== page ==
The illumination region is preferably provided with a slotted form. In this case, the illumination region is provided such that a length of a long side of the illumination region has at least a length of an edge of the rectangular mask, so that a strip-type cutout of the mask is illuminated. The entire mask is then completely illuminated by a continuous movement of the illumination region perpendicular to the edge of the mask.

The illumination region is preferably moved in precisely one direction.

In an advantageous manner, the mask and the semiconductor wafer, during the imaging of the structure, are preferably provided with a fixed position in the x-y plane with respect to the projection system. If the semiconductor wafer and the mask are situated in a fixed position during the imaging, then the above described disadvantages are advantageously avoided for the imaging quality caused by the movement of the semiconductor wafer with regard to the liquid.

In an advantageous manner the mask and the semiconductor wafer during the imaging of the structure, are moved in the x-y plane in each case with respect to the projection system. If in the illumination region the mask and the semiconductor wafer are moving, then the speeds of the movements of the semiconductor wafer and the mask can advantageously be reduced compared with the speeds of the movements which they execute in the case of a static illumination region, with an imaging speed remaining the same. Reducing the speeds likewise advantageously prevents the production of turbulence and microbubbles in the liquid. Through the movement of mask and semiconductor wafer, a movement amplitude of the illumination region is reduced and the image field is thus advantageously reduced again.

Preferably, the mask is moved with a direction antiparallel and the semiconductor wafer is moved with a direction parallel to the direction of movement of the illumination region. In order to reduce the movement amplitude of the illumination region, the mask is moved in an opposite direction to the illumination region and, coupled to the movement of the mask, the movement of the semiconductor wafer is effected in an opposite direction to the movement of the mask.

In order to repeat the imaging of the structure on the semiconductor wafer, in an advantageous manner, a contact between the semiconductor wafer and the liquid can be interrupted. The semiconductor wafer is brought to a new position with regard to the projection system, so that the repeated imaging of the structure is effected onto an as yet unexposed section of the semiconductor wafer. The liquid can then be provided between the semiconductor wafer and the lens surface and the semiconductor wafer can be brought into a focal range of the projection system and the imaging can be repeated by the method described. The contact between the semiconductor wafer and the liquid is interrupted prior to the positioning of the semiconductor wafer. The disadvantageous hydrodynamic effects in the liquid that are brought about by the positioning movements of the semiconductor wafer can advantageously be avoided as a result. The only movements that are still transmitted to the liquid are nanometer-scale focusing movements in a z direction perpendicular to the x-y plane.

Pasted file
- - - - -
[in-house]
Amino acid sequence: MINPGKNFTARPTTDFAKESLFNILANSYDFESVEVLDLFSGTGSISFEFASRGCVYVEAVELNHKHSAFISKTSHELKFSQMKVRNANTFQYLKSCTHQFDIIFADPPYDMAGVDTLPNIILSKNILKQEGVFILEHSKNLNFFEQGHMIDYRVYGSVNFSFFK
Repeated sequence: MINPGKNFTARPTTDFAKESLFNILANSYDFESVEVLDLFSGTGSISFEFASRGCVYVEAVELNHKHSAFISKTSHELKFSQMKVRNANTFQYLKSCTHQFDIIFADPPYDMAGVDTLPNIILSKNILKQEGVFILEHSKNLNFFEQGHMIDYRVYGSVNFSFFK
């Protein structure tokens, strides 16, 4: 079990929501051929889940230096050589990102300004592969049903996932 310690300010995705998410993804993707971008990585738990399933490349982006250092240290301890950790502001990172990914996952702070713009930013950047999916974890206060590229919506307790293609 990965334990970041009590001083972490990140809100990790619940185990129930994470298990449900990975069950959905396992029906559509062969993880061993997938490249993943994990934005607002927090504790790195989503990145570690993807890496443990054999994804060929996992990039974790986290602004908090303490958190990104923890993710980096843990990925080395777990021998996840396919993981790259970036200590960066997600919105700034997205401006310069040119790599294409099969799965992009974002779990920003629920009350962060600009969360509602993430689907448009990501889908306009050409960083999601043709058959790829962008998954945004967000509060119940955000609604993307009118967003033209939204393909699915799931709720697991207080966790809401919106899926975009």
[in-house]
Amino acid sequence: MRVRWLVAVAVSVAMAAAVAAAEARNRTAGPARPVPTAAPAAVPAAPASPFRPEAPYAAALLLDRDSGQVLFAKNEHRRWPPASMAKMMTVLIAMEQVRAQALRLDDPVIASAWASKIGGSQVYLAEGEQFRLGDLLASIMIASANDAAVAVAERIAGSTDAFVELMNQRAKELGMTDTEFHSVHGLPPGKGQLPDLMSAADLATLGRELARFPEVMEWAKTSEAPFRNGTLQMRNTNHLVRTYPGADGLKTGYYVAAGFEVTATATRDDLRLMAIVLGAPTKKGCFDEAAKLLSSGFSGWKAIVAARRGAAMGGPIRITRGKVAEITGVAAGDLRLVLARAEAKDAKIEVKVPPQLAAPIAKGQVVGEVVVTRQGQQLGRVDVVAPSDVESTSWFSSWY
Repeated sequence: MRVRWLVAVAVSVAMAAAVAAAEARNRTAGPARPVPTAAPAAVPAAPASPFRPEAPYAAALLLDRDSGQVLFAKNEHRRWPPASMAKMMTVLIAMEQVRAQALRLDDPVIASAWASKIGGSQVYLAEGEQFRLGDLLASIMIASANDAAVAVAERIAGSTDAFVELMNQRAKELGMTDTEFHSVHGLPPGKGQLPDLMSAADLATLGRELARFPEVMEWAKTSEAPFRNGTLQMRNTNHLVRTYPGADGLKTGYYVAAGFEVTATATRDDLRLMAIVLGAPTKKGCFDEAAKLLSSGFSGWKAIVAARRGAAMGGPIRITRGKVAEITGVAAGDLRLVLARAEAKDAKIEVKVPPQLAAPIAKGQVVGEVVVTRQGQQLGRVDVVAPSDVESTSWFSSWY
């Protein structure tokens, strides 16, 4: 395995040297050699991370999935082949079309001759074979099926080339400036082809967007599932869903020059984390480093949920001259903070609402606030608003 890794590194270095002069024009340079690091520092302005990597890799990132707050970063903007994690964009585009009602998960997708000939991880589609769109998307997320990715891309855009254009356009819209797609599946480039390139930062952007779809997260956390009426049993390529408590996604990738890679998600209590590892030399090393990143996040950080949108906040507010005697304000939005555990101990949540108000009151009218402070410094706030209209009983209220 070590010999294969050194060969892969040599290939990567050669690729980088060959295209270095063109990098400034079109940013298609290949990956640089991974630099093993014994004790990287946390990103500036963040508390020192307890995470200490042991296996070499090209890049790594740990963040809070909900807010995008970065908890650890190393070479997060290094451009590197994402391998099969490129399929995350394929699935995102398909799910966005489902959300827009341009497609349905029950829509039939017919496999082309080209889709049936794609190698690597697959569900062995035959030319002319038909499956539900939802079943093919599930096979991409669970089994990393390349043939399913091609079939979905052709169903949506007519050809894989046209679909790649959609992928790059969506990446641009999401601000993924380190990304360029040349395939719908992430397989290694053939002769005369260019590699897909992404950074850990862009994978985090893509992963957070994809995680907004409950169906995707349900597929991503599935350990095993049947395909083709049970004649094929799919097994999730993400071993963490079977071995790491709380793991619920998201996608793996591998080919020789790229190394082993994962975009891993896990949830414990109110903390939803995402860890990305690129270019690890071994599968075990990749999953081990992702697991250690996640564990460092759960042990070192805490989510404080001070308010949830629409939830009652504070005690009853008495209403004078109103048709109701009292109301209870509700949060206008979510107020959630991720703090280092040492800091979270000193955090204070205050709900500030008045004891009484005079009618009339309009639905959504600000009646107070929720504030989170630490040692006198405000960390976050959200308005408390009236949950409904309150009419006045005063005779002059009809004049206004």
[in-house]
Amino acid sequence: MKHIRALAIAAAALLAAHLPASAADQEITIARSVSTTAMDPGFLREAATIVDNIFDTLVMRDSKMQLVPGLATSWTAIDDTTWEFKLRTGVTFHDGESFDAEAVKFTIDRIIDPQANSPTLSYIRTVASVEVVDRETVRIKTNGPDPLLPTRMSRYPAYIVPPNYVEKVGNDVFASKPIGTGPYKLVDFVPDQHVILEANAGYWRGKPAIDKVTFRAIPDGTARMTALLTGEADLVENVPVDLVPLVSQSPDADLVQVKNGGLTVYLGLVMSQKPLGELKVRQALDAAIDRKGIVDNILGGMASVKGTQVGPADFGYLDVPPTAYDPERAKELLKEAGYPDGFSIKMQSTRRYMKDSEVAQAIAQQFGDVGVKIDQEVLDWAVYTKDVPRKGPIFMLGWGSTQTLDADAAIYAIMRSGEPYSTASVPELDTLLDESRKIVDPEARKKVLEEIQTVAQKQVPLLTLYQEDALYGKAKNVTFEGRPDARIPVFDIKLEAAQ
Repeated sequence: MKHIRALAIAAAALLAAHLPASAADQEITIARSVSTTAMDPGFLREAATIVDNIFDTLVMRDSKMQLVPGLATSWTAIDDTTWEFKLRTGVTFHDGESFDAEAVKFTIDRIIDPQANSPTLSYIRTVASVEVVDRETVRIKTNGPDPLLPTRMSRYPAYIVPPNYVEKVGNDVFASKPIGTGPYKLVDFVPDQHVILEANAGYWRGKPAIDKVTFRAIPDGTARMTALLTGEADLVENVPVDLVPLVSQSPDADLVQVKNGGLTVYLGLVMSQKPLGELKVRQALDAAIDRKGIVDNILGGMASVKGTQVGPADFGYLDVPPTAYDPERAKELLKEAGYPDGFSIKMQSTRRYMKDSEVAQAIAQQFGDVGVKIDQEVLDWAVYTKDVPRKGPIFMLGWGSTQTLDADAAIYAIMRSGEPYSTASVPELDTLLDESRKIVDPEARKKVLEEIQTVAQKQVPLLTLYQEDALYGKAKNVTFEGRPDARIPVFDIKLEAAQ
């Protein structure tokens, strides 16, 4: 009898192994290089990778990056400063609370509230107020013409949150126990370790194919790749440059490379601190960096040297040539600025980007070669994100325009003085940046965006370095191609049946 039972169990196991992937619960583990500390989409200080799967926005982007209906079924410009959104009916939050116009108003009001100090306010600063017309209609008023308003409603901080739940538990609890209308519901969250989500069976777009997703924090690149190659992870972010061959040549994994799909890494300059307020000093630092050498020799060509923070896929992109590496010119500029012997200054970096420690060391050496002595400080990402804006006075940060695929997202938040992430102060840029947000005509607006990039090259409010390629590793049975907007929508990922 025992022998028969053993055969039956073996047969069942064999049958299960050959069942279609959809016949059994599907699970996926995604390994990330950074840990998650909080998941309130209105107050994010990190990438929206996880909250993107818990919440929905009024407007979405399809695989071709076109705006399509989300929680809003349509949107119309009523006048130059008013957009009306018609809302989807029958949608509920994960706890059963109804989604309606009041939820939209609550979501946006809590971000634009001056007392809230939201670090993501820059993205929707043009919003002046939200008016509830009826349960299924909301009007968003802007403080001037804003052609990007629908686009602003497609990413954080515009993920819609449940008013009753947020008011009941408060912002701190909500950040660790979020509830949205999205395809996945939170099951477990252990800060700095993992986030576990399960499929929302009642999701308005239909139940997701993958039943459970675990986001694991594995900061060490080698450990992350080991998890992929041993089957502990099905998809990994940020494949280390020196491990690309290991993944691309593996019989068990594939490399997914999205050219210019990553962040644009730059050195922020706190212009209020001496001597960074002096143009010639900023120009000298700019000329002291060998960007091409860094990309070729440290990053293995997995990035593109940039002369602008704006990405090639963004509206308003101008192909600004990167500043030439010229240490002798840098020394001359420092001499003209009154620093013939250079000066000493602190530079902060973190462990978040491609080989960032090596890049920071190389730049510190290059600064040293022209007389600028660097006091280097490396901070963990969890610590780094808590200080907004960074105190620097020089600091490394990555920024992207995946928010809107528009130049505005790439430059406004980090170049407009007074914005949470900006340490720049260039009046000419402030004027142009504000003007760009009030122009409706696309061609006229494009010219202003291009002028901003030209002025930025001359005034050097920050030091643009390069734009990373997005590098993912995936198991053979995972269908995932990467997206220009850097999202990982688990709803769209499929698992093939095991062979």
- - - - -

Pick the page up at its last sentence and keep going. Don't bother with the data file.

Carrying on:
In order to interrupt the contact between the semiconductor wafer and the liquid, the semiconductor wafer is preferably moved away from the lens surface in the z direction at least until contact with the liquid is broken.

In order to bring the semiconductor wafer to the new position with regard to the projection system, the semiconductor wafer is advantageously moved in the x-y plane and subsequently moved in the z direction toward the lens surface until the gap that is to be essentially completely filled by the liquid arises between the semiconductor wafer and the lens surface.

An imaging apparatus for an immersion lithography is provided with an illumination region for exposing a cutout of a mask, which is provided in an x-y plane below the illumination region and contains a structure to be imaged. The imaging apparatus is provided with a projection system for imaging a partial structure contained in the cutout onto a semiconductor wafer and a liquid that fills a gap between the semiconductor wafer and the nearest lens surface of the projection system. According to the invention, the illumination region is provided such that it is movable in the x-y plane. The essential advantage of the imaging apparatus is that the movable illumination region enables a scan movement of the illumination region. As a result, the movements of mask and semiconductor wafer can be reduced, or be entirely avoided. Hydrodynamic effects in the liquid that are detrimental to the imaging quality can be avoided through a reduction of movement.

A slotted form of the illumination region is preferably provided.

In an advantageous manner, the mask and the semiconductor wafer, during the imaging of the structure, are provided with a fixed position in the x-y plane.

Preferably, the mask and the semiconductor wafer during the imaging of the structure, are provided such that they are movable in the x-y plane.